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The Defence of Honour is not Shariah-compliant

Criminal law, while upholding the principles of punishment, deterrence and justice, provides for mitigating circumstances in some cases. In family dishonour cases, courts have considered the background of such dishonour to determine the culpability of a defendant. Honour killings are typically perpetrated upon women by male members of their family. Such killings are reported in

a wide number of countries according to a 2002 UN report.

 

Why Honour Killings are legally problematic

Honour killings are often equated to the defence of ‘sudden and grave provocation’, meaning the subject was suddenly and gravely provoked such that any reasonable man would have reacted the same way. Mitigation for honour killings cannot be determined based on what is “reasonable” conduct because it is heavily infused with cultural, social and emotional

feelings, which are driven by male desires to avenge the dalliance of a female.

 

Whilst some conducts that are reasonable, or even sympathetic, can or should be mitigated - the very foundations and existence of criminal law is to protect victims, to protect the vulnerable and to guard public safety. Therefore, even where the rights or predicaments of the defendant is concerned, there must be an objective balancing test between “reasonableness” of criminal conduct on the one hand, and the integrity of life and human dignity on the other.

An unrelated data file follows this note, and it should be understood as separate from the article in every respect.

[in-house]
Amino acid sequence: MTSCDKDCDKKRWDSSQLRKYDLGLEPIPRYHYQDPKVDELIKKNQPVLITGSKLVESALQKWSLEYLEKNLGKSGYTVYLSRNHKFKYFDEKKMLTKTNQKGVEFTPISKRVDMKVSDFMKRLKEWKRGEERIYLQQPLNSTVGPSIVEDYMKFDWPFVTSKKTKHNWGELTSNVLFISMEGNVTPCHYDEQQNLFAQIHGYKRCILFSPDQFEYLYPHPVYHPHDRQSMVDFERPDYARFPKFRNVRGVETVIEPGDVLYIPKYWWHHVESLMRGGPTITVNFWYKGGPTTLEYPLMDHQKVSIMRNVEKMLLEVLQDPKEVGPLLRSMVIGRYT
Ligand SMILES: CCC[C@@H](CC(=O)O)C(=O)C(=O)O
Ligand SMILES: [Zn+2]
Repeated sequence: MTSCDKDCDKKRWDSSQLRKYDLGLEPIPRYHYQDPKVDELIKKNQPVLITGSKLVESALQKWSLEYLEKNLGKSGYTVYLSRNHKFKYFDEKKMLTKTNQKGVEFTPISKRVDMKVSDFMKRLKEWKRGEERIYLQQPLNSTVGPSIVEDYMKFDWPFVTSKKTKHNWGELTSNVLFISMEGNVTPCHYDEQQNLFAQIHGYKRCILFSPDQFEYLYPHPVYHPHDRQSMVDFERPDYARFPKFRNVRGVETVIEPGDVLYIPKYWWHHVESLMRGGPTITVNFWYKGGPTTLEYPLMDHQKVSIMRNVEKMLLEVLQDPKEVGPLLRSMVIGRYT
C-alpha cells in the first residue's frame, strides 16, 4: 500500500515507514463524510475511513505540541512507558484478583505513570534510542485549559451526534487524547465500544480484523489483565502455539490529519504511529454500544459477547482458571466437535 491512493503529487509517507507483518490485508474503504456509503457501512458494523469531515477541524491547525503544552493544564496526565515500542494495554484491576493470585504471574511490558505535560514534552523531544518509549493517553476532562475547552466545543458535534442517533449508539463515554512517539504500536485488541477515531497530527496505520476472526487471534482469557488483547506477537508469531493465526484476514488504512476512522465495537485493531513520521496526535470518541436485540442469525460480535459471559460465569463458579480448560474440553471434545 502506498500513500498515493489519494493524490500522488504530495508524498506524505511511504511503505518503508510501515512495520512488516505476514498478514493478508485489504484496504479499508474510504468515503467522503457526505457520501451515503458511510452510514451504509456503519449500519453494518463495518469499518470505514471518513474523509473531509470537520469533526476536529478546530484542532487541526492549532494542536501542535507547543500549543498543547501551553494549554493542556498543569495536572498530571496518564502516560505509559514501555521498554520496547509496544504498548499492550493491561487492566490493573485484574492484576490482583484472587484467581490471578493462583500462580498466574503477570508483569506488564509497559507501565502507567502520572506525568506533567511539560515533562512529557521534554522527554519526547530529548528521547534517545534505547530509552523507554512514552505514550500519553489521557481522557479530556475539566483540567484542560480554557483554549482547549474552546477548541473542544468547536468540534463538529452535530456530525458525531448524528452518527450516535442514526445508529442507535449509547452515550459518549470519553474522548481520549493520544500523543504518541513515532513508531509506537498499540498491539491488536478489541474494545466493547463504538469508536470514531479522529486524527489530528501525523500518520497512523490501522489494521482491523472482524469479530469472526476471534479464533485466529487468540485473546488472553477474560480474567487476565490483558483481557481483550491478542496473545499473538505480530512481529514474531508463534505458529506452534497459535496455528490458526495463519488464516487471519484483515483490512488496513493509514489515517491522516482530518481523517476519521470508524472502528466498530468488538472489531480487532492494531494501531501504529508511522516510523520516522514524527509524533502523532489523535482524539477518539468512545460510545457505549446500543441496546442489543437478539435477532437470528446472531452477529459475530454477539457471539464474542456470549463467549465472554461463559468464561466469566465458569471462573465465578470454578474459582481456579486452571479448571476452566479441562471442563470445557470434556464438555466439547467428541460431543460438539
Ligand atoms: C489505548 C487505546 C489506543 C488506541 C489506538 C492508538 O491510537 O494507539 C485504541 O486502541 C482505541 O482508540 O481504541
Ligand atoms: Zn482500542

Why honour killings violate the fundamental precepts of Shariah Law

The question we pose to drafters of the new criminal code is: how do you strike an objective and fair balance of “interests” between victim and perpetrator, within the constraints of the Afghanistan Constitution?

 

In other words, if murder is excused on the basis of honour, how do we reconcile it with Article 23 of the Afghan Constitution, as well as, Islam. In both Article 23 of the Constitution and Islam, the default state of law is to preserve human life and dignity.

 

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